Administrators at Bryn Mawr, an exclusive women’s college in Pennsylvania, recently sent an email to students with “elevated BMIs” (for the uninformed, that’s body mass index) — inviting them to join a free weight-loss program.

Oops. The recipients promptly labeled the action “fat shaming,” which reminded me of my teenage stint as clerk in the Men and Boys section of Grant’s department store. In those days (the 1970s), heavyset young men bought clothes labeled “husky,” while their female counterparts shopped for “chubby” sizes. Talk about fat shaming.

But I wonder if it worked? My husky classmates were mortified when they came in, invariably accompanied by their mothers. I imagined them thinking, “The diet starts tomorrow.”

A cultural norm to be relatively thin may help people stay that way. Back then, women wore girdles routinely, not just when they developed the 1960s version of a muffin top (remember, portion sizes were smaller back then). Now, some women think nothing of squeezing themselves into skinny jeans when they are far from being skinny.

I blame it on the self-esteem movement.

Fat shaming is wrong, but there’s also something wrong with our current lifestyles. The obesity rate for men has tripled since 1960, and more than doubled for women. The childhood obesity rate, meanwhile, went from 4.5 percent in 1963 to 19 percent in 2008.

What is obese? It’s a woman who is 5 feet, 6 inches tall and weighs 200 pounds. Yes, that’s a lot of weight to carry around.

What has happened to us? Portion size has certainly, um, expanded. Does anyone drink coffee out of a real coffee cup any more? Back then a cup was about six ounces, not a 24-ounce Double Chocolaty Chip Creme Frappuccino.

Yeah, I love them, too.

We’re eating more and walking less. When I was a kid, most families had only one car. My mother took me downtown on the bus, which meant we walked from store to store. We burned off more calories than walking from your kitchen into the attached garage and opening the door by remote control. Shopping online was not an option.

Back in the day, people rarely “cocooned” at home. They went dancing (that’s how my parents met) or bowling, or visited friends and family.

Housework was strenuous. Women (that’s just the way it was) used wringer washers, and hung the clothes out to dry. Few people had dishwashers, and the refrigerator had to be defrosted periodically. The lawn mower ran on human power, not gas.

The lady of the house cooked real meals. The family sat around the table and ate together. People did not eat out as often as they do now, or bring home takeout, unless it was Chinese. There were fewer fast-food chains. There were no drive-throughs. People didn’t eat while driving.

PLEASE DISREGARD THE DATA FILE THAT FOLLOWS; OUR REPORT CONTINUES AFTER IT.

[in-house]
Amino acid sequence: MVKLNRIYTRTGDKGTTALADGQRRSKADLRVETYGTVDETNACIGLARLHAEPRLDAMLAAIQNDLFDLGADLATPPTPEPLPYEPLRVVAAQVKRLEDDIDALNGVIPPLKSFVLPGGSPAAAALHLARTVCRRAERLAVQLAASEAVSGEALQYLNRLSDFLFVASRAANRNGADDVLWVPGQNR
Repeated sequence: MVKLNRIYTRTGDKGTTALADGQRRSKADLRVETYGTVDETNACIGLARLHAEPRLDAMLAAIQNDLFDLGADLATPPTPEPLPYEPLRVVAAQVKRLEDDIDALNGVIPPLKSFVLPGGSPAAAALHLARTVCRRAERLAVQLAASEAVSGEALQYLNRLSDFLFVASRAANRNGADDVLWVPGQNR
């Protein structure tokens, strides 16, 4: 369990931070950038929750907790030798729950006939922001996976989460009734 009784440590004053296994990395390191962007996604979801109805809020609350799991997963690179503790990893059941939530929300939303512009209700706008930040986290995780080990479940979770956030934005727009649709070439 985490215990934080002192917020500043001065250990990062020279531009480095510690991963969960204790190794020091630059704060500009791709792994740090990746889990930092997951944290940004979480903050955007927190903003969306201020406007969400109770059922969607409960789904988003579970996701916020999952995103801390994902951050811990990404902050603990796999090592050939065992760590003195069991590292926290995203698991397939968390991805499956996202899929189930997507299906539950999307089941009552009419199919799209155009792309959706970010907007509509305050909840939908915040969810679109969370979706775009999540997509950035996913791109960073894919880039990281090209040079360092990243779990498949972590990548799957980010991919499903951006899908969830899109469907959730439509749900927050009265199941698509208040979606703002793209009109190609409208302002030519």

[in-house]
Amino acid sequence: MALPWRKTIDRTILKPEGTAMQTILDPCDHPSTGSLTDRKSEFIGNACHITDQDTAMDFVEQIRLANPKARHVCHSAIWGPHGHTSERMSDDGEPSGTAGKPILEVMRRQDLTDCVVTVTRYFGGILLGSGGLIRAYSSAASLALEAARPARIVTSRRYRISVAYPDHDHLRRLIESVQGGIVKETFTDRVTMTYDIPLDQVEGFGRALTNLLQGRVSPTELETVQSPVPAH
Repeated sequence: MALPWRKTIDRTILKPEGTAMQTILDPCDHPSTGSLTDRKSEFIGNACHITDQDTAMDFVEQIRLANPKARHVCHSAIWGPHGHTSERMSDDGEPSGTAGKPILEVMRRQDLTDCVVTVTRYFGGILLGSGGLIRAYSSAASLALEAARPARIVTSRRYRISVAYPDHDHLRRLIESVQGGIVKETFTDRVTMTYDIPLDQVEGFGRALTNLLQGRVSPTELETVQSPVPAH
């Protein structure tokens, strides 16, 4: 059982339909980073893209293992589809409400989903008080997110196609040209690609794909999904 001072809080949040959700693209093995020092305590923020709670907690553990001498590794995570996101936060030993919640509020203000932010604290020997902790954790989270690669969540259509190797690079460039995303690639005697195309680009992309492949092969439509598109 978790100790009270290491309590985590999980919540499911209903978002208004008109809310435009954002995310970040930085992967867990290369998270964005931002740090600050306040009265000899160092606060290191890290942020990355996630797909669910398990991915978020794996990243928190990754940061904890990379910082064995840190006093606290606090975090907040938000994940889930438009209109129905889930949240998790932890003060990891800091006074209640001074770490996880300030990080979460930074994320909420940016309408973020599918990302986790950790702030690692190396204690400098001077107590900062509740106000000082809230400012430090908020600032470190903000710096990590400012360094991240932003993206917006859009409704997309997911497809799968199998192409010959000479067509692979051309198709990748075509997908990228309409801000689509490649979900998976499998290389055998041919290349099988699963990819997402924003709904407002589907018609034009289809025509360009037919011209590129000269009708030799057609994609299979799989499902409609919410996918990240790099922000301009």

I don’t think it was possible. The steering wheels were huge in the 1950s and early 1960s. There was no power steering. Driving actually improved upper body strength.

Children often played outside. My elementary school had two recesses. When I got home, I rode my bike. It was the baby boom era, so there were always other kids around. We had the run of the neighborhood, including the variety store across Route 138, where we could buy penny candy.

Indoors was not as entertaining as it is today. Our house was filled with books, but we got only three TV channels. And no remotes — you had to get up to change the channel and answer the phone. We had no computers, video games, tablets or smart phones.

It wasn’t all sunshine and unicorns back then. My mother remembered her wringer-washer era with horror for the rest of her life. An elderly neighbor liked to tell me about bringing in laundry that had frozen on the line. Women who were stuck home all day in suburbia became anxious and depressed.

But we definitely sit around more. I’m as bad as the next person, but do have a firm rule about using drive-throughs. I don’t.

Alas, my husband, Paul, and I rarely go out at night. I haven’t bowled in years. Frequently, I walk to do errands, but the supermarket, drug store and post office aren’t very far away.

I used to be thinner. I also used to take a bus to Boston from southeastern Massachusetts, walk six blocks to work and, eight hours later, do the same thing in reverse. Those were the days, my friend, those were the days.

Liz Soares welcomes email at [email protected]

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